Changemakers

New Allies

How governments can unlock the potential of social entrepreneurs for the common good

Report

One year into the COVID-19 pandemic, the need to find, fund, and support transformative solutions for the challenges we are facing has only grown more urgent. This applies to all areas of society, including healthcare, education, the economy, and how governments interact with other sectors. Building on the joint effort in the ‘Embracing complexity’ report, published in January 2020, Ashoka and McKinsey have again joined forces with Catalyst 2030, an organization co-founded by Ashoka, Echoing Green, the Schwab Foundation for Social Entrepreneurship, the Skoll Foundation, and leading social entrepreneurs. This time, we reflect on the question: how can governments unlock the potential of social entrepreneurs as catalysts for structural change?  

As a group of partners, we are united in the conviction that solving the most complex challenges faced by society today requires collaborative action across sectors. We further believe that government players can create the ecosystems that social entrepreneurs need to change policies, practices, power dynamics, social norms and mindsets. With this report, we aim to reach government players who want to enrich their current model of addressing societal challenges by including social entrepreneurs as catalysts for structural change.  

The ideas we propose are not absolute truths; rather, they are the first steps in our collective journey to learn about more-effective collaborations between social entrepreneurs and governments. We invite governments – and the international organizations working with them – to fundamentally rethink and redesign the way innovative approaches developed by social entrepreneurs, and by civil society at large, are being supported. Our recommendations and examples focus on the national level, but the principles also apply to the local, regional and supranational levels.  

Our work to better support systemic change approaches is still evolving, and we humbly ask you to join us on this journey. Together, we can create ecosystems in which transformative change can thrive so that society is better equipped to address the urgent challenges we face. 

 


 

With multiple compounding crises to navigate simultaneously, governments across the world are facing the pressure to become faster and better at achieving societal goals. Delivering on goals such as access to quality healthcare and education, environmental sustainability or a balanced recovery from the pandemic will require changes to existing societal systems. This is because the underlying challenges are systemic in nature – and the required changes can be beneficial, not just from a societal but also an economic perspective.  

Systems social entrepreneurs can be key allies for governments in bringing about these structural changes. Many social entrepreneurs take a systemic approach to solving societal issues – we call them ‘systems social entrepreneurs’ throughout this report. As society’s R&D lab, they work to change policies, practices, power dynamics, social norms or mindsets that currently hinder progress. They apply participative, people-centric ways of developing solutions to deliver innovative approaches, which can be a great complement to governments’ macro-level perspectives and can offer financial benefits for societies. For example, the financial benefit that systems social entrepreneurs could generate under the Ashoka umbrella in Germany alone has been estimated to be over EUR 18 billion (USD 21 billion) per year.1 Moreover, their presence in and trust-based relationships with vulnerable communities make them important partners in responding to the COVID-19 pandemic.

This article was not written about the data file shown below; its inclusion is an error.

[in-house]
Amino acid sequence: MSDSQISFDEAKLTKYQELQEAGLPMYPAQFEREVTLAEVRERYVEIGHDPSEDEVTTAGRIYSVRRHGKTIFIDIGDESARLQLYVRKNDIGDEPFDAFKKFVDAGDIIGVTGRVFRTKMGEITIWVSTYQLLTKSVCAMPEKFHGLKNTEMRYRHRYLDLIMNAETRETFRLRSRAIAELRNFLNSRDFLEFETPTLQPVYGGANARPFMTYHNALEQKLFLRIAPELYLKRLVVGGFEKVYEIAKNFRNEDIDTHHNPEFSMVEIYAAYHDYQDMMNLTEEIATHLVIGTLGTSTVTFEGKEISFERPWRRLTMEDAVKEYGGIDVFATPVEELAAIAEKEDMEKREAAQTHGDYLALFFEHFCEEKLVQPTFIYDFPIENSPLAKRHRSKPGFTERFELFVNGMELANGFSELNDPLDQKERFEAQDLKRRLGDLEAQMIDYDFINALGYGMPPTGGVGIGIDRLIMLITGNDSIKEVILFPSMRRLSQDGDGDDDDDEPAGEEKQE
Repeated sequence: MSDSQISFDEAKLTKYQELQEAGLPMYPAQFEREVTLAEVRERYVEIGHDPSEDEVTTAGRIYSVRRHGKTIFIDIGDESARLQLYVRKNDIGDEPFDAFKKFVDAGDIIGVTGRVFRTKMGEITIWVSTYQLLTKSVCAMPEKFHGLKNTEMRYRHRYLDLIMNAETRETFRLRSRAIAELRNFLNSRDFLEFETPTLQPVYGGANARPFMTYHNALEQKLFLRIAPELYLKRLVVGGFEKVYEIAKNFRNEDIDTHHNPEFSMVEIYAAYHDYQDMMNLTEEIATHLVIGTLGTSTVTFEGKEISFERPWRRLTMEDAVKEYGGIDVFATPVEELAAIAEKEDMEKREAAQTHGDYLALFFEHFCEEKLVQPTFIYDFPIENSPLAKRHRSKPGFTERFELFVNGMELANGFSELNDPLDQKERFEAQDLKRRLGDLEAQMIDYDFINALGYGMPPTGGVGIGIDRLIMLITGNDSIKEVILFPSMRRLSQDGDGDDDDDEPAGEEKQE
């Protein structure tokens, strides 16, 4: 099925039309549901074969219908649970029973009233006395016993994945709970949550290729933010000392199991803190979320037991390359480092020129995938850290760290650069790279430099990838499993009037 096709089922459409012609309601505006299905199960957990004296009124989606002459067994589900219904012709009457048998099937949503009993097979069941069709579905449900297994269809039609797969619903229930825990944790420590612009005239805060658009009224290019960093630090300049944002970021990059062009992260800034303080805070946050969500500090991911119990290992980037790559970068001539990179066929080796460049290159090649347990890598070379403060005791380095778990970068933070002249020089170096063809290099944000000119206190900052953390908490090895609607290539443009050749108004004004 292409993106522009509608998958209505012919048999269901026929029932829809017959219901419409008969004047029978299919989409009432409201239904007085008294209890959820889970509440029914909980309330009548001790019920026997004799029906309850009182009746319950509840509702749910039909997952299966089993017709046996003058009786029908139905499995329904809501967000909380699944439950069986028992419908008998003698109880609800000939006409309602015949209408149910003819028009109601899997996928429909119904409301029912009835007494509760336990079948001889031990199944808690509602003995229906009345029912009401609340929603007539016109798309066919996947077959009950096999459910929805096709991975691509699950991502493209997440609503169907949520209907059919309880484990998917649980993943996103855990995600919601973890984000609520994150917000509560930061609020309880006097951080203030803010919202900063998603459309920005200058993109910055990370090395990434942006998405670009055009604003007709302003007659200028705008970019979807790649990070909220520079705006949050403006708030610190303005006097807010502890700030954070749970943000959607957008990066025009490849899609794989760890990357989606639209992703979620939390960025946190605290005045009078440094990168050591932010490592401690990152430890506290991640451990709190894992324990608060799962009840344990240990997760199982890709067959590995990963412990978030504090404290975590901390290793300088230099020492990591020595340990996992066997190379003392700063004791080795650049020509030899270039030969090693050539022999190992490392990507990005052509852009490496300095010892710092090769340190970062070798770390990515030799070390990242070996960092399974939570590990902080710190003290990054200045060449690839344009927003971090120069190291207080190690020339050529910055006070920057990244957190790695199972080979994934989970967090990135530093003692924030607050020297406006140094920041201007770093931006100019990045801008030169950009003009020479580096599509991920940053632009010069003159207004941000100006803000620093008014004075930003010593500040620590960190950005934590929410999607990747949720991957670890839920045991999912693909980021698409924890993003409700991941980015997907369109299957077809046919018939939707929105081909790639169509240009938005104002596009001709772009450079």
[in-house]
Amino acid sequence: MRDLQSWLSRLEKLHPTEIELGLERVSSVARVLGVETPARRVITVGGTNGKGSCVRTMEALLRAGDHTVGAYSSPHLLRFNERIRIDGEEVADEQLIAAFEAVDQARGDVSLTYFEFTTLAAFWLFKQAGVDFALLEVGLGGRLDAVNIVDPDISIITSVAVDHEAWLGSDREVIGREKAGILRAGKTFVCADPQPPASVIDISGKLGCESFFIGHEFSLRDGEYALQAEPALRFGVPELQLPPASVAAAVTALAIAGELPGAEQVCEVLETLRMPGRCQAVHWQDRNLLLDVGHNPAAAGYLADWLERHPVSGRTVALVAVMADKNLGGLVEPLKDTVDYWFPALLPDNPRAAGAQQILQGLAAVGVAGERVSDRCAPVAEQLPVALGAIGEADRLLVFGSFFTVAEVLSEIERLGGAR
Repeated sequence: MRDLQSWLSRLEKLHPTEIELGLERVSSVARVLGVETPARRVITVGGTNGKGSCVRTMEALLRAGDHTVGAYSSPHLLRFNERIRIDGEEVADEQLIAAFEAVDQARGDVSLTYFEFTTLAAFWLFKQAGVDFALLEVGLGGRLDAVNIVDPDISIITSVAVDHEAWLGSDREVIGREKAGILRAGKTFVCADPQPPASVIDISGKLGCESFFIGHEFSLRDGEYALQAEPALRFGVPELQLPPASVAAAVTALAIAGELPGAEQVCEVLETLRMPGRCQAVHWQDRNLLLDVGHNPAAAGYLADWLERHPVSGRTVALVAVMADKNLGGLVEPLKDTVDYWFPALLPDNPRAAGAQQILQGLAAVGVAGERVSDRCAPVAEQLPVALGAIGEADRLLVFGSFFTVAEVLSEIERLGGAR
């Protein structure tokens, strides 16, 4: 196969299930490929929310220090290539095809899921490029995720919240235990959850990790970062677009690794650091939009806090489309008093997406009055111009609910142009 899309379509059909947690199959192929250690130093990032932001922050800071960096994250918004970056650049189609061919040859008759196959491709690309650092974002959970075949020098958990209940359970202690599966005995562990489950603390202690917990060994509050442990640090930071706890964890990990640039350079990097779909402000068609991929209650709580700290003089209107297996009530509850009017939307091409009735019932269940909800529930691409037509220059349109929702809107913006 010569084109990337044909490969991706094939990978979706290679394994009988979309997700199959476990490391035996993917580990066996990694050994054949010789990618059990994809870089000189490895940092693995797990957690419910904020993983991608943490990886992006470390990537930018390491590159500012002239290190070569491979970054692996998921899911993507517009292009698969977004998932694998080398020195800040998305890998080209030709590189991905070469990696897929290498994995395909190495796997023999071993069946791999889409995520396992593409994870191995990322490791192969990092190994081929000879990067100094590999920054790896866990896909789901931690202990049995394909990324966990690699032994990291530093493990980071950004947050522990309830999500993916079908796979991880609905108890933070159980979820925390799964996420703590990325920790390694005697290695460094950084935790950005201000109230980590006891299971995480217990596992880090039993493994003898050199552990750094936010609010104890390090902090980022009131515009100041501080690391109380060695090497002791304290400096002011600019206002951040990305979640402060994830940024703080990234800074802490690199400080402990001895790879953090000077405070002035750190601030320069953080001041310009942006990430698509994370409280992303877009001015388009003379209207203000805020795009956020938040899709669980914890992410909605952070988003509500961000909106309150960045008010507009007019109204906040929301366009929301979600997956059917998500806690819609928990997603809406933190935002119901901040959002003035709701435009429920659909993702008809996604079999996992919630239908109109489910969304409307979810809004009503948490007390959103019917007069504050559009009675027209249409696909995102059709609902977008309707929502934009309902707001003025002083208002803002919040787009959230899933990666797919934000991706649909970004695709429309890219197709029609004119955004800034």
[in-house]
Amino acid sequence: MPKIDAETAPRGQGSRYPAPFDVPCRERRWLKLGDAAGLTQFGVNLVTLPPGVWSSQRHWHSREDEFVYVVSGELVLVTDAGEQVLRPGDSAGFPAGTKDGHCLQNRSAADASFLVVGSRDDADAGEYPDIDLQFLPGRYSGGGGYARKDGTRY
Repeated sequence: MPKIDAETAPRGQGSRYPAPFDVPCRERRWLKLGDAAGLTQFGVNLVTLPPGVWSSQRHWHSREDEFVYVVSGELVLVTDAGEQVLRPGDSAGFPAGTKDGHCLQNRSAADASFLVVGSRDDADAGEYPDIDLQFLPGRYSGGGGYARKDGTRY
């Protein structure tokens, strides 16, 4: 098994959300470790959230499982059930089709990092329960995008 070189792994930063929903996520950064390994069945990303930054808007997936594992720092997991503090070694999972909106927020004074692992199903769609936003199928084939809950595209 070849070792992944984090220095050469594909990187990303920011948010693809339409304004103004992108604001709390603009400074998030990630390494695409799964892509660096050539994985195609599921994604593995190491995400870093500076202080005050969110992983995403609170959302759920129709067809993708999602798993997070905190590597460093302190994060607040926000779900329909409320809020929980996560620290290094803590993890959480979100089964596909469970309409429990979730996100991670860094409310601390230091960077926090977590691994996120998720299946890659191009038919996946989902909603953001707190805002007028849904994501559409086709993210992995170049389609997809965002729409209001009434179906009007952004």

Governments are also in a unique position to enable change. They hold the key to changing many societal systems by institutionalizing successful innovations developed by systems social entrepreneurs to reach all their constituents, for example, by translating them into policies or adopting them in government programs. By evolving existing administrative practices, governments can create the supportive ecosystems that systems social entrepreneurs need to develop more of these innovative solutions. As transformation guides who can mobilize diverse coalitions around a shared vision, systems social entrepreneurs could even improve the legitimacy and accountability of policy processes. 

 


 

Governments can act in five areas to create supportive ecosystems that unlock the potential of systems social entrepreneurs:  

  1. Leverage the power of information by sharing and co-creating data.  

  1. Build capabilities among civil servants and systems social entrepreneurs to enable mutual understanding and collaboration.  

  1. Develop funding models that recognize the characteristics of systems social entrepreneurs.  

  1. Promote collaboration between public sector organizations and between the public, private and social sectors.  

  1. Foster institutionalization by co-creating or adopting successful innovations.  

For each of these areas, this report outlines concrete recommendations and provides real-life examples of changes that governments around the world have implemented. It builds on discussions with more than 50 government representatives and systems social entrepreneurs around the world. While our examples focus on national governments, they can also be applied to local and international levels. Coordinated efforts across all levels of government could further boost the impact of the actions proposed here. 

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